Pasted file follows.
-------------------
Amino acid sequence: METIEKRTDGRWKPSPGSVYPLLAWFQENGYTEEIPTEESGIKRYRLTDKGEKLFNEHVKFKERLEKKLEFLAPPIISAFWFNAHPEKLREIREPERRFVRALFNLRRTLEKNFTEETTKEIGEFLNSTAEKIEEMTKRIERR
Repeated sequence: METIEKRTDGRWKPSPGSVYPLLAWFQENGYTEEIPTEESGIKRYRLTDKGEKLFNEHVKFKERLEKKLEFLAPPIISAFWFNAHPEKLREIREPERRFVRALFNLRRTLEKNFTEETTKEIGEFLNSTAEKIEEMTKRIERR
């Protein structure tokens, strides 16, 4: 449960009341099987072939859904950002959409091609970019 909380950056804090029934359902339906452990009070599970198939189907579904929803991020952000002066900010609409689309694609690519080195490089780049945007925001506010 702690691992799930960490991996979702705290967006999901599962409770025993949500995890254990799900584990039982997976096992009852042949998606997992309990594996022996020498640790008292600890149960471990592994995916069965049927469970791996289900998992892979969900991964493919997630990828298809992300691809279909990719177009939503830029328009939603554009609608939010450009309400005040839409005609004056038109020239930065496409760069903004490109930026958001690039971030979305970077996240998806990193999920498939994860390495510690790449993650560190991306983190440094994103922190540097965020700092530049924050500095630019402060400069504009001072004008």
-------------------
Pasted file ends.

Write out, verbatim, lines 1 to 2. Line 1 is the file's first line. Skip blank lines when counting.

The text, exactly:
Amino acid sequence: METIEKRTDGRWKPSPGSVYPLLAWFQENGYTEEIPTEESGIKRYRLTDKGEKLFNEHVKFKERLEKKLEFLAPPIISAFWFNAHPEKLREIREPERRFVRALFNLRRTLEKNFTEETTKEIGEFLNSTAEKIEEMTKRIERR
Repeated sequence: METIEKRTDGRWKPSPGSVYPLLAWFQENGYTEEIPTEESGIKRYRLTDKGEKLFNEHVKFKERLEKKLEFLAPPIISAFWFNAHPEKLREIREPERRFVRALFNLRRTLEKNFTEETTKEIGEFLNSTAEKIEEMTKRIERR